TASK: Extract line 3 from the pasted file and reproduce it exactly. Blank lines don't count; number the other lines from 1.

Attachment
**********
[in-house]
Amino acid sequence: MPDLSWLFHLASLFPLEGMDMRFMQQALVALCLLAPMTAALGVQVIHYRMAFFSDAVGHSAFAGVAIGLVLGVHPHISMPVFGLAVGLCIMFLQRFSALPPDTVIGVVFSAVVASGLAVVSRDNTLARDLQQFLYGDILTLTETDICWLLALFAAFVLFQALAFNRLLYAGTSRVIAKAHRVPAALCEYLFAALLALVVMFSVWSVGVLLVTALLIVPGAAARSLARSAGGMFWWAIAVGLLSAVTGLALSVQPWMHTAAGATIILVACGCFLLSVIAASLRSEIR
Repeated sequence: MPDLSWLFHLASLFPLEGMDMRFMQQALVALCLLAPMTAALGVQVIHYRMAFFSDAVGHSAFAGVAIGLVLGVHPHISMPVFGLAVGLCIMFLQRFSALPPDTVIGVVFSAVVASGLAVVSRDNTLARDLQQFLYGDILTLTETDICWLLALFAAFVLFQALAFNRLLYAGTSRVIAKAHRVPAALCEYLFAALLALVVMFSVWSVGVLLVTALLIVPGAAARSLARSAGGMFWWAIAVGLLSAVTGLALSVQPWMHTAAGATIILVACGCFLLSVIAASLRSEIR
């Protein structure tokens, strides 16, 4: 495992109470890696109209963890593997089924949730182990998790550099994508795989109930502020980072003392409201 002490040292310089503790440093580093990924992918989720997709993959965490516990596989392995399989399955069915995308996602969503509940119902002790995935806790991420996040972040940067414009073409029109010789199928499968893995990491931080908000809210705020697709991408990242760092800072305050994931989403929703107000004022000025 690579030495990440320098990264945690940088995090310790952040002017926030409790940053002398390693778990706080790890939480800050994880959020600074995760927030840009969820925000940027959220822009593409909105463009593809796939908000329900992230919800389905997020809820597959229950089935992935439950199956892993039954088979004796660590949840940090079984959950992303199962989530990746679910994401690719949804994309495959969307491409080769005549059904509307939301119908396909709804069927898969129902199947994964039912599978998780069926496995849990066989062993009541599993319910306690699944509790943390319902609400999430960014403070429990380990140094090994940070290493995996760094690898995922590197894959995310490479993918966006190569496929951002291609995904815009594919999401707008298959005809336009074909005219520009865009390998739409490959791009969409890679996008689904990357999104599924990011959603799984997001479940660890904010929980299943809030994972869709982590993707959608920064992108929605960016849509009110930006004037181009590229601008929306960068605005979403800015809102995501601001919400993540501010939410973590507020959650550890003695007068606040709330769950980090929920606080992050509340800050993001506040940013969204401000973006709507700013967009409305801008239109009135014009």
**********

Repeated sequence: MPDLSWLFHLASLFPLEGMDMRFMQQALVALCLLAPMTAALGVQVIHYRMAFFSDAVGHSAFAGVAIGLVLGVHPHISMPVFGLAVGLCIMFLQRFSALPPDTVIGVVFSAVVASGLAVVSRDNTLARDLQQFLYGDILTLTETDICWLLALFAAFVLFQALAFNRLLYAGTSRVIAKAHRVPAALCEYLFAALLALVVMFSVWSVGVLLVTALLIVPGAAARSLARSAGGMFWWAIAVGLLSAVTGLALSVQPWMHTAAGATIILVACGCFLLSVIAASLRSEIR